There were not very many cars in view. If the family had a car, the husband drove it to work every day. The women stayed home to cook and clean. There were no TV antennas sprouting from rooftops, although some families did have primitive black and white sets with rabbit ears to coax scratchy images to appear. I remember when I first saw a television screen. Liberace was performing, and I asked Mother, “Who is that pretty man?” Some households also had a telephone shared with their neighbors via a party line, and although nobody would admit to doing it, listening in on other people’s phone calls was a major source of entertainment, followed by gossip and much hilarity.

I wondered a great deal about the family legacy left me. I can’t say I was obsessed, but certainly intrigued enough to border on it. I know my mother had more to impart to me before the cancer took her so suddenly. But I had quite enough on my hands trying to balance my normal life with my paranormal life. It is like walking on eggshells all the time to keep the two from merging, however slightly. I supported myself by working as a medical assistant during the day. I seemed to be good at it, and have a naturally gentle nature. However, I had to struggle not to show reactions, good or bad, because the minute I touched a patient, I knew much more than I wanted to know.

And at night, I gave psychic readings. I had a select following who were willing to come to my home for a reading, even if they lived in another state, or indeed, another country. They knew if they “outed” me, they would never receive another reading, and all had profited in some way from their readings.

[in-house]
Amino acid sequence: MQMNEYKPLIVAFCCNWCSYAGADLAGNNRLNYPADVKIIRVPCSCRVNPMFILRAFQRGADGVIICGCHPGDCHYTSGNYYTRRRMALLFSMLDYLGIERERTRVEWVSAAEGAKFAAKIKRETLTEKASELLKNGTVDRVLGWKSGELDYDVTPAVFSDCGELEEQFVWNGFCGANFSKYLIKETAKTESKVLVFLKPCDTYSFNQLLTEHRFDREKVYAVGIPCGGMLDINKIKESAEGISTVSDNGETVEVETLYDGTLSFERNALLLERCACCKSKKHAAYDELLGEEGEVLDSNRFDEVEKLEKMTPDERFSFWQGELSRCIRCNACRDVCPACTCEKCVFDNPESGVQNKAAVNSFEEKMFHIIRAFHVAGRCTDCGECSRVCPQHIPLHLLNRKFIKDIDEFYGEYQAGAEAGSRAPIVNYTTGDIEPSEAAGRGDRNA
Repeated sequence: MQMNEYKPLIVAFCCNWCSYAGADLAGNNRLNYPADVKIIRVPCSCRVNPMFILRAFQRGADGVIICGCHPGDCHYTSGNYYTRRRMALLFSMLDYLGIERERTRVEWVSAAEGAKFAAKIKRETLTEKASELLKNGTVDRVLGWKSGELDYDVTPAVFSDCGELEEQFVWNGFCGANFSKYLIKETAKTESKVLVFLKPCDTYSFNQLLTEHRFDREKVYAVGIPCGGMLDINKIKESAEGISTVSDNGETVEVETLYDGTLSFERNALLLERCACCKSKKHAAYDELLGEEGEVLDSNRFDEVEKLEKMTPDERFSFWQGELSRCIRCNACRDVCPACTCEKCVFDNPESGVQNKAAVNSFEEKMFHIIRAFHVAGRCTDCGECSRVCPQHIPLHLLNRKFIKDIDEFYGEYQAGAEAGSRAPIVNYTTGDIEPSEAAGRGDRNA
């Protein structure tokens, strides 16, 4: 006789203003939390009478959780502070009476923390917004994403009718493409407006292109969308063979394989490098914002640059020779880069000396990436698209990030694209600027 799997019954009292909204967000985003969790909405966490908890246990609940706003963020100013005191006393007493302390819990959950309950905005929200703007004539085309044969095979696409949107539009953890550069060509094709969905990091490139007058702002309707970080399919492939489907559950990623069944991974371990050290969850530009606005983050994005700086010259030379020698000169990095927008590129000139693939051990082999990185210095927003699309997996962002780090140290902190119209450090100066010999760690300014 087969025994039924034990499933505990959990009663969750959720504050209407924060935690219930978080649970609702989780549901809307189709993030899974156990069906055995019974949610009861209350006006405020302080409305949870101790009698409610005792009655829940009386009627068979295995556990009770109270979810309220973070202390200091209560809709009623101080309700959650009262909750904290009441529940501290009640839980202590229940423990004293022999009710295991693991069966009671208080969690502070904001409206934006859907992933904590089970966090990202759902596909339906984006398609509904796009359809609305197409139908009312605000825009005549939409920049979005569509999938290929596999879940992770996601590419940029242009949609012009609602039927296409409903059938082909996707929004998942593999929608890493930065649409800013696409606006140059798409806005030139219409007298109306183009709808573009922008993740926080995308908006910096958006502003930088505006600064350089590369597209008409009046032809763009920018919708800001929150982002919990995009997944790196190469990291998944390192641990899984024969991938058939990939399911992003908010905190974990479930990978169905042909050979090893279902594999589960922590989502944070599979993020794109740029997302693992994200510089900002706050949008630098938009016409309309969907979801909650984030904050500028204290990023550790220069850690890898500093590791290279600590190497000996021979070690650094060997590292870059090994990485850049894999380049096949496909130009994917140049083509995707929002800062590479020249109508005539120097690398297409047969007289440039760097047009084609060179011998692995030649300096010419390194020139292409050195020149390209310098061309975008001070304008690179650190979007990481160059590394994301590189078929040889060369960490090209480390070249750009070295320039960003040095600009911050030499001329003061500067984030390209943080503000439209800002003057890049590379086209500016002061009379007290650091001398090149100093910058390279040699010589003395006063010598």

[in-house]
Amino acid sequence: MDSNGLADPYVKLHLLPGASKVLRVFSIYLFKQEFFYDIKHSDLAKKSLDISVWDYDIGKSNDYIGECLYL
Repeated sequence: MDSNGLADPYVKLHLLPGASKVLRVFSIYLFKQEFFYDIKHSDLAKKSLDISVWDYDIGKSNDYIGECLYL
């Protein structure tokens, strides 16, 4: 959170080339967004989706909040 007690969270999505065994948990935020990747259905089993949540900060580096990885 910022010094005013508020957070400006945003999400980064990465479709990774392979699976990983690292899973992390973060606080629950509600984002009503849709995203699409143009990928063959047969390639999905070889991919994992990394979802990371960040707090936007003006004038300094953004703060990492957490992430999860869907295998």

When I saw the lady in the red hat, I was relaxing with a cup of tea at a table next to a front window. What came to mind were the Salvation Army ladies of yore with their neat gray suits, dark stockings and dark low-heeled shoes.

She walked at a moderate, purposeful pace, looking neither left or right. She walked down the sidewalk and when she came to the Misses Jensens’ home, turned without hesitation. She made her way up the walk leading to the front door, climbed three steps to the front porch, and proceeded to knock on the door.

I was mesmerized, and at the sight of the red hat she wore, air seemed to whoosh out of me, my legs grew weak, and my whole being dissolved into a hazy gray mist.

I wakened later, lying in my own bed, with no recall of undressing and going to sleep. Clarity began to trickle back like rain dripping off the eaves. I knew the younger Miss Jensen, Margaret, was dead. She had had an aneurism near her brain stem, and it had suddenly given way.